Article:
Changing utility suppliers
When you move into your new property (whether you own it or rent it) you may want to consider who the existing utility supplier is, and whether you want to change to a more cost effective one.
If you are buying the property, your conveyancing solicitor will be able to find out the details from the seller’s solicitors. If you are renting, you will need to ask your landlord, and it’s possible that they will not want you to change suppliers, even though you are the one paying the utilities, so make sure you find out in advance what the costs are going to be.
Many suppliers whether energy or water suppliers will try to entice you in with a low tariff with a view to making their profits in the subsequent years by raising their costs. The most common way of doing this is for example by tying you in with a variable contract which gives the supplier the right to change their prices as long as they have informed you 30 days before they do that. So, when you move into a new property, make sure you know who the supplier is, what the terms are and what other deals are available to you.
What do you do to ensure that you are not trapped into paying higher utility bills? One way of dealing with this is by making sure you are on a fixed tariff contract so that you might want to change to a different tariff deal with your existing utility provider. If your current utility supplier does not provide for a fixed tariff contract, then you can compare the prices offered by other utility suppliers on the market and switch to a different utility supplier.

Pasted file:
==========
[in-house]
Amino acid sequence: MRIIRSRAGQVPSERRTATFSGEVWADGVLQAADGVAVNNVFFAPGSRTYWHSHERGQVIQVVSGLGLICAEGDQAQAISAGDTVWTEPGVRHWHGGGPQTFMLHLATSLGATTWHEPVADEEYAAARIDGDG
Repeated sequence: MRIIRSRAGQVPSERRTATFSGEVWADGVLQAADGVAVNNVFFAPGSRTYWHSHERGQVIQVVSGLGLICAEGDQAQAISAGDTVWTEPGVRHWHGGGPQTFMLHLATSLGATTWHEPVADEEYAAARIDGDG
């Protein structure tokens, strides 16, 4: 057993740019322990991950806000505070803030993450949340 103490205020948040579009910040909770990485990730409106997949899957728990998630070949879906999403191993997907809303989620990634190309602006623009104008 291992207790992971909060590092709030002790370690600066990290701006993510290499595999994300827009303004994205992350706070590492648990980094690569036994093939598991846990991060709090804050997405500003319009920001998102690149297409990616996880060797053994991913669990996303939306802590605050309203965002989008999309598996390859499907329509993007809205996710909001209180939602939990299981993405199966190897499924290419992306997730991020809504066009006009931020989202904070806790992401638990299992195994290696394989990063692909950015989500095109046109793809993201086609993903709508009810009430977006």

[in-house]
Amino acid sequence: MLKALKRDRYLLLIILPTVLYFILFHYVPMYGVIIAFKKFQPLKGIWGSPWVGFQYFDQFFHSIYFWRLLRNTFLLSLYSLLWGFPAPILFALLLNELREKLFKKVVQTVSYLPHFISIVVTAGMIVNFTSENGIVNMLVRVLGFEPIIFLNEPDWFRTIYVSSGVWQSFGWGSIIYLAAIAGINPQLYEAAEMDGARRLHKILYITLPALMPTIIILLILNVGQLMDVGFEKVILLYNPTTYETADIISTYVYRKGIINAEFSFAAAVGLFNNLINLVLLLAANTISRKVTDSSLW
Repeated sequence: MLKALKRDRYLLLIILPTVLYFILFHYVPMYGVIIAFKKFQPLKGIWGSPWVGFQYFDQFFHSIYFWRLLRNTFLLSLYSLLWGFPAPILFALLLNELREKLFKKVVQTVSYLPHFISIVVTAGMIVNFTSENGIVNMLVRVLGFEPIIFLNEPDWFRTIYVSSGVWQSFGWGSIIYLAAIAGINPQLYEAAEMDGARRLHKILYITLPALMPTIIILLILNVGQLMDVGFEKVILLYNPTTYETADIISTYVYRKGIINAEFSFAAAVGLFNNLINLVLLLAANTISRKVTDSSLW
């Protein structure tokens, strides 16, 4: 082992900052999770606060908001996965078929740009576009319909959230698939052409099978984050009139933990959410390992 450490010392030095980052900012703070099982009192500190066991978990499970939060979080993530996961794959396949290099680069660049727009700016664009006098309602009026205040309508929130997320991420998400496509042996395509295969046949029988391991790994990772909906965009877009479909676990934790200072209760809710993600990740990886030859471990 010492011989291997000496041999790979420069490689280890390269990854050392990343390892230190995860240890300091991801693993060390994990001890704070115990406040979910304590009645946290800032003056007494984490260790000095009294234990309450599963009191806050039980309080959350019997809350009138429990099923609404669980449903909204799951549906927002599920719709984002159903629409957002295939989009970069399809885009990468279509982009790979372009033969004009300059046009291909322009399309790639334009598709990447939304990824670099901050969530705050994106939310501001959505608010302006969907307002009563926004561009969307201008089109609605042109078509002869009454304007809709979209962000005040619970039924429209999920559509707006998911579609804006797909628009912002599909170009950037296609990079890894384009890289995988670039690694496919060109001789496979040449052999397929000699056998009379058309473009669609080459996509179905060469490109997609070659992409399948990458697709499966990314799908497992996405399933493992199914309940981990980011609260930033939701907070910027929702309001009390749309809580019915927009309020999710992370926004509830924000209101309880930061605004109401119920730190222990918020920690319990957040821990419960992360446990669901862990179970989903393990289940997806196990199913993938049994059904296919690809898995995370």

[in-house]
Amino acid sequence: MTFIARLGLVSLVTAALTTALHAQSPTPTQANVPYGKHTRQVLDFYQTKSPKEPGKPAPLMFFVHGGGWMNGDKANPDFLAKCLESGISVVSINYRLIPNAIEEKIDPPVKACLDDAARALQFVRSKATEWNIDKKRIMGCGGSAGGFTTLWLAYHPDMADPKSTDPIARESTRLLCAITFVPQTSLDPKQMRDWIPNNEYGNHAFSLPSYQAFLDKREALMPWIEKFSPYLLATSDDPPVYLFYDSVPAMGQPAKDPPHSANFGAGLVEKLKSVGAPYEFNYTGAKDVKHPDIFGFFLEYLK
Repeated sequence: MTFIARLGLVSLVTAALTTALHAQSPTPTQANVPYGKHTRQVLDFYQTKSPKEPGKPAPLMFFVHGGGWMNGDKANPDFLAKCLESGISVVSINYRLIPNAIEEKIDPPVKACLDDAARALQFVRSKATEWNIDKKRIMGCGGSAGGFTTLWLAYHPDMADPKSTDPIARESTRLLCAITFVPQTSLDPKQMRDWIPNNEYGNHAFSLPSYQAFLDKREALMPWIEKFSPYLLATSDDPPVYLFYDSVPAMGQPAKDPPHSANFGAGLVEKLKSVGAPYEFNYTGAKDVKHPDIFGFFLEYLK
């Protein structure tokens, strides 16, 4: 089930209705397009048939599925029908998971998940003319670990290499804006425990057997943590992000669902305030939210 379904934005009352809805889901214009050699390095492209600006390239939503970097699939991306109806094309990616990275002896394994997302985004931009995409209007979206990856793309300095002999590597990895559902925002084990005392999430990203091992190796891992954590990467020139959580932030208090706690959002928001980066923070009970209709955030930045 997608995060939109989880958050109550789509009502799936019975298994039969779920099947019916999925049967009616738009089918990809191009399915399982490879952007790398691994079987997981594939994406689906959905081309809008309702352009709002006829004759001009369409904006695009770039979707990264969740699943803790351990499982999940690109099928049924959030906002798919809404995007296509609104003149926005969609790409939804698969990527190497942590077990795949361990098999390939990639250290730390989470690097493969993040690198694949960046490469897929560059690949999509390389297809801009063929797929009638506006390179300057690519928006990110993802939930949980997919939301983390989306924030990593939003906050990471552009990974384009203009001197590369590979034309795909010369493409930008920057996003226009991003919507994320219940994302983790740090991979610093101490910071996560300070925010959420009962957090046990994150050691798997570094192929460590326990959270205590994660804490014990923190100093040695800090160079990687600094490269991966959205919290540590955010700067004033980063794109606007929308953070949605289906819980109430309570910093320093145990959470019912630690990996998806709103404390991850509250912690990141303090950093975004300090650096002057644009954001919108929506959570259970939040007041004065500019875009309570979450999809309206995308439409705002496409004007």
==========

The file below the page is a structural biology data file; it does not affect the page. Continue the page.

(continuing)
How do I switch to a different energy supplier?
How do I switch?
The process of switching to a different energy supplier is quite simple and it can be done online! You simply need to enter details online about your energy supply, find out how much you could save with a different energy supplier, compare deals of different suppliers, choose the best one for you and switch online.
In order to be able to get an accurate estimate of how much you can save with an energy supplier, it is handy to have details of your current energy supplier, your current tariff whether it is standard or fixed, your current method of payment and your preferred method of payment with the new supplier, your energy usage over the last 12 months, your contract end date and whether you want to manage your account online with the new supplier. Once you have found the best deal for you and switched online, then you do not have to do anything else and it is essentially the job of the energy companies to work things out.
The only one thing that you might want to check before switching is whether you will incur a fee for cancelling your current energy deal. Generally, if you are on a fixed rate tariff, there will be an exit fee when you switch to a different supplier early. However, even if there is an exit fee that you will have to pay, switching can still save you hundreds of pounds.
What does the switching process involve?
Once you have switched online, you will usually receive a confirmation email outlining your new energy tariff that you have chosen. Following this, the energy companies will start working on transferring your details over.
Generally, you will have 14 days cooling off period from the date when you switched within which you can cancel the new energy contract. After this 14-day period has expired, your new energy supplier will contact your previous energy supplier to inform them that your supply is to be transferred and any future cancellation with your new supplier may be subject to a cancellation fee.